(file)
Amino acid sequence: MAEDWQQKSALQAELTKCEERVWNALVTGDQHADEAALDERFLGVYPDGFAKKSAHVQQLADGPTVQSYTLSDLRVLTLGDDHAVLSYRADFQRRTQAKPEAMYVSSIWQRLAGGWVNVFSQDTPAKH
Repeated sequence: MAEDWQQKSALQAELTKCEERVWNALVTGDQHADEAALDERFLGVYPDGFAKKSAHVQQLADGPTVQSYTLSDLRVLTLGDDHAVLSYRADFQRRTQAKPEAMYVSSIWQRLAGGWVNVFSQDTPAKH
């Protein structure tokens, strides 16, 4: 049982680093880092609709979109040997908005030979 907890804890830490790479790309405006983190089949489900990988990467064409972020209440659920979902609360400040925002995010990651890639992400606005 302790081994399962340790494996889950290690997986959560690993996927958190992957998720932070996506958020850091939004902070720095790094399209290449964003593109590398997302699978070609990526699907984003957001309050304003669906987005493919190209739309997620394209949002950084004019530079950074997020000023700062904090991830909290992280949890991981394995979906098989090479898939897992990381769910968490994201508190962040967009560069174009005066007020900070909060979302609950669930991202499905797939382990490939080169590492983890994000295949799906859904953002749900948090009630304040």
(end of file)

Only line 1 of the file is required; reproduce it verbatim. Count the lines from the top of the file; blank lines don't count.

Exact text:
Amino acid sequence: MAEDWQQKSALQAELTKCEERVWNALVTGDQHADEAALDERFLGVYPDGFAKKSAHVQQLADGPTVQSYTLSDLRVLTLGDDHAVLSYRADFQRRTQAKPEAMYVSSIWQRLAGGWVNVFSQDTPAKH